Anyway, i've heard it all about how the post-war Tech is too mild, how you have to do too many passes to get a good shave, etc., but for me it is not true. I have fast-growing, tough whiskers and i shave four times a week. For me it is two full passes and one partial touch-up pass to DFS with this underrated gem, and no irritation. Just a sweet little shaver.
I've said this on this forum many times, b the i sold my Feather AS-D2 after i used its handle on my post-war Tech, then used the Tech handle on the Feather head, and found that i couldn't distinguish a difference between the two razors.

So, in summary, for me the post-war Tech can compete with them all, including much more expensive versions. If you hate the Feather because it is too mild and you can never find the right angle, don't get a post-war Tech. I can guarantee you won't like it. But otherwise, don't necessarily write off the post-war version based on people saying that it is too mild. It works for a lot of us, and it works well. And it is not an expensive proposition to find out for yourself.
I just started shaving with my post war (pre 1951) fat handled Tech and I am getting a great shave with it! I still haven’t had a chance to test it against my similar pre war version, but I am getting a better shave with than I did with my LC Gillette New.
 

nemo

Cheaper than ink
.... in summary, for me the post-war Tech can compete with them all, including much more expensive versions ....
I have to agree 100%. I've tried many Techs and always compare them to a regular 60's zamak cap British Tech I used exclusively for years (long before B&B). They all seem to provide pretty much the same easy, reliable, close shave for me.

The love runs deep.
 
My first DE razor was a NOS British aluminium handle Tech made in 1974. It was a decent shaver and I really liked it back when I first started my DE shaving journey. However, as the time passed and my technique was getting better and better, I wanted to try something else just to see what could possibly another razor bring to the table. After trying a few more razors I've realised what others ment by ''this razor is more efficient than the other one'' and I was getting slightly better results from my Slim, Parat and other razors compared to the Tech.

Since then I've used a few more Techs like the FB, a German made one in 1959, a few others with aluminium handles made in the 70's and my most recent one the Hybrid and I'm waiting for a post-war gold plated ball end Tech to arrive ''soon''.

Techs are fantastic shavers for beginners, although they can still cut themselves pretty bad like my brother did a few months ago when I gave him my 70's Tech to shave for the first time and he didn't pay much attention. They are very mild and comfortable and somewhat efficient.

I've recently had my first shave with the Hybrid and while the shave wasn't bad by any means, it didn't felt absolutely amazing either and I had a bit of stubble on my chin that I couldn't remove and I had to use my Lupo DC to remove it and perform a short clean up pass. I will use a Feather blade in my next shave to see if the extra sharpness can even the odds in my favor.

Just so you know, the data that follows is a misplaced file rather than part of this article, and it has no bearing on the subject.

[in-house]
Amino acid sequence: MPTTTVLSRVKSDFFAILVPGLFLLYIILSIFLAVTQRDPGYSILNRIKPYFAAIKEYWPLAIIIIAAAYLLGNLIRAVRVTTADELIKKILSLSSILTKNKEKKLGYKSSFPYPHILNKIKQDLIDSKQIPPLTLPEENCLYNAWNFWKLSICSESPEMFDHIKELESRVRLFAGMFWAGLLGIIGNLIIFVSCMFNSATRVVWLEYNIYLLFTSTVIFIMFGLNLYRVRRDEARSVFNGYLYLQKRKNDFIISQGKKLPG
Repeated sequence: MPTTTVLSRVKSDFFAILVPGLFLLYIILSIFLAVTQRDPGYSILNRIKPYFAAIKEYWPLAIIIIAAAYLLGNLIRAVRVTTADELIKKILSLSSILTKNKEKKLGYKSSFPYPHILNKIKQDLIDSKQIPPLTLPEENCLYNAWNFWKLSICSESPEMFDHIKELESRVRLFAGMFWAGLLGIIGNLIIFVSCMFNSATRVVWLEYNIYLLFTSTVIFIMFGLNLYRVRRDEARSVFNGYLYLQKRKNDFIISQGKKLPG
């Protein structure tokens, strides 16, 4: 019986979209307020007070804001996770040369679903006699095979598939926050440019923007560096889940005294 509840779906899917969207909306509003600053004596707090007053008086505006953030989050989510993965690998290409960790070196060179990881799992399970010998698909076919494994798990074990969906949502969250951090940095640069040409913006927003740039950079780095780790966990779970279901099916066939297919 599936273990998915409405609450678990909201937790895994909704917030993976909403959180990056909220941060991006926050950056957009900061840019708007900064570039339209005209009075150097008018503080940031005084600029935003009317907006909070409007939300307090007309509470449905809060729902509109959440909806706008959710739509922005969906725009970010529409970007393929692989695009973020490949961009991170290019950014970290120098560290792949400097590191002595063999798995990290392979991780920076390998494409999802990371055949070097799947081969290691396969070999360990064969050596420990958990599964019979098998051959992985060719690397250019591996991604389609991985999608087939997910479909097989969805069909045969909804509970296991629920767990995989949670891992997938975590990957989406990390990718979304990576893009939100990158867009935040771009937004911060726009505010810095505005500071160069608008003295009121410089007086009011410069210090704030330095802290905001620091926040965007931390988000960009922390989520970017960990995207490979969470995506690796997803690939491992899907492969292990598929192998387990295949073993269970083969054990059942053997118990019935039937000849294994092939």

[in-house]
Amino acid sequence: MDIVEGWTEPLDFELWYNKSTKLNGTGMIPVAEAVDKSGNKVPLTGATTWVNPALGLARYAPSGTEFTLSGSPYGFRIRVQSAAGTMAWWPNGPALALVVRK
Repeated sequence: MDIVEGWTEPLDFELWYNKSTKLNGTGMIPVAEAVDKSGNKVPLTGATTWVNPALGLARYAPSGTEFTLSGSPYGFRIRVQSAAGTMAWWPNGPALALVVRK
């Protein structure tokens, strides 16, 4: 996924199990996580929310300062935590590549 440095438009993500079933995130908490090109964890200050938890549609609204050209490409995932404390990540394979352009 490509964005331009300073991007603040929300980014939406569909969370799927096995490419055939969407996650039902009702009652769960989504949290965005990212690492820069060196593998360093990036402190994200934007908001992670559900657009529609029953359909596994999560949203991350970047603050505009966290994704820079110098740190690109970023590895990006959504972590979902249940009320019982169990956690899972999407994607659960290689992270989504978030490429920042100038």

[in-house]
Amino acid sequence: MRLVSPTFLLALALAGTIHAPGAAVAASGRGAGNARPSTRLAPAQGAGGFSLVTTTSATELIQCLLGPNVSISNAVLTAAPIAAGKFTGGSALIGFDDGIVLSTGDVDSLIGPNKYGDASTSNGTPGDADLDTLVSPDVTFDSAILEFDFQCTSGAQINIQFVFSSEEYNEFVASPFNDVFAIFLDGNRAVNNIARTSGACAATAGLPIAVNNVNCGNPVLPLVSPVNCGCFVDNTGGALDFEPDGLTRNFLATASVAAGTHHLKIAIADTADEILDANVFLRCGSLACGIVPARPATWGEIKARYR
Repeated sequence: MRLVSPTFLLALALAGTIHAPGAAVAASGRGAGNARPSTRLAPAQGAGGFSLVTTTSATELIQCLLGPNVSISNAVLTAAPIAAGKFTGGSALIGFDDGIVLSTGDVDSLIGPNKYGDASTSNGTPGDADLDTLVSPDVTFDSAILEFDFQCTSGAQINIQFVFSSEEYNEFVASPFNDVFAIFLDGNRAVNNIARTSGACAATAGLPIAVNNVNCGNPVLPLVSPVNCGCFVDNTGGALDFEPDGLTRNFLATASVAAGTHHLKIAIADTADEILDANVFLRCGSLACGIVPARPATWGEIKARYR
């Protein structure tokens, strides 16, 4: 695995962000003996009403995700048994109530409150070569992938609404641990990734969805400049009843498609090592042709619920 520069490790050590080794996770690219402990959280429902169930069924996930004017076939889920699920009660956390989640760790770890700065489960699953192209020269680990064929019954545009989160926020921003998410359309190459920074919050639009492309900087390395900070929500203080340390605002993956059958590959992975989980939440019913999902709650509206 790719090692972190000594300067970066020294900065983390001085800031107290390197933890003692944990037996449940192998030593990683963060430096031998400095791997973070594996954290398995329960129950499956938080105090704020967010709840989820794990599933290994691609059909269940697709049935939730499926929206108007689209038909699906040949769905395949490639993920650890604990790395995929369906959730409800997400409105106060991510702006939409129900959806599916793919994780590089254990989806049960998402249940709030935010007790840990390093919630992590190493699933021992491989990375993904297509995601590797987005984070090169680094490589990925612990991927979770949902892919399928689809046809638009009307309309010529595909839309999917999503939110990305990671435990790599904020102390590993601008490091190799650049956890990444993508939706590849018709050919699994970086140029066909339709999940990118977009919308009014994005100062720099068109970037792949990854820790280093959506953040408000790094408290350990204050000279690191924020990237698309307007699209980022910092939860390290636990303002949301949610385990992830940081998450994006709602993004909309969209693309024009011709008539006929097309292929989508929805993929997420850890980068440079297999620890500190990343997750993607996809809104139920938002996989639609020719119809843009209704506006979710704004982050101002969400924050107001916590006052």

I suppose if I didn't care that much for getting a BBS or razors in general I would have probably used first Tech untill now as my first and only razor, but I get much better overall shaves with more efficient razors.
 
I have been a big ran of Techs over the years and have owned and sold many, including the vaunted hybrid Tech, which l really enjoyed.
Over the past week i have shaved with my two remaining Techs on back-to-back shaves. The two Techs i have remaining are a British flat-bottom Tech (widely regarded as one of the best) and a lowly American post-war model.
After putting them through their paces, i have to say that (and yes, thus is just my opinion) i pre her the gold-plated, simple, humble little American post-war version that i bought for six bucks from an antique store on the Outer Banks of North Carolina. (As an aside, it happened to come from a store that apparently didn't have and share equipment at all. My wife went up and asked the owner of she had any vintage razors and she went into a back room and came but with a small bucket that had three or four that she had not yet put out into the store for sale. But i digress.)
Anyway, i've heard it all about how the post-war Tech is too mild, how you have to do too many passes to get a good shave, etc., but for me it is not true. I have fast-growing, tough whiskers and i shave four times a week. For me it is two full passes and one partial touch-up pass to DFS with this underrated gem, and no irritation. Just a sweet little shaver.
I've said this on this forum many times, b the i sold my Feather AS-D2 after i used its handle on my post-war Tech, then used the Tech handle on the Feather head, and found that i couldn't distinguish a difference between the two razors.

So, in summary, for me the post-war Tech can compete with them all, including much more expensive versions. If you hate the Feather because it is too mild and you can never find the right angle, don't get a post-war Tech. I can guarantee you won't like it. But otherwise, don't necessarily write off the post-war version based on people saying that it is too mild. It works for a lot of us, and it works well. And it is not an expensive proposition to find out for yourself.

Randall, I absolutely concur!! - My favorite of all is the standard postwar Tech - which is turning into the razor I use 80% of the time.

My Hybrid Tech is slightly smoother, but for daily shaves I prefer the simplicity and lightness of the mass model (oval slots, all brass) :001_wub:
 
I've recently had my first shave with the Hybrid and while the shave wasn't bad by any means, it didn't felt absolutely amazing either and I had a bit of stubble on my chin that I couldn't remove
That's been exactly my experience. The Hybrid seems slightly less effective than every other Tech, including the EFB.
 
The post war is completely fine. I don't care for the zamak capped ones since they can't really be re-plated, but they shave just fine. I still prefer my canadian pre-war or efb, but the post war is completely fine. Yes it takes about 2-3 more minutes but you have a very low risk of cuts or irritation and a BBS is a BBS.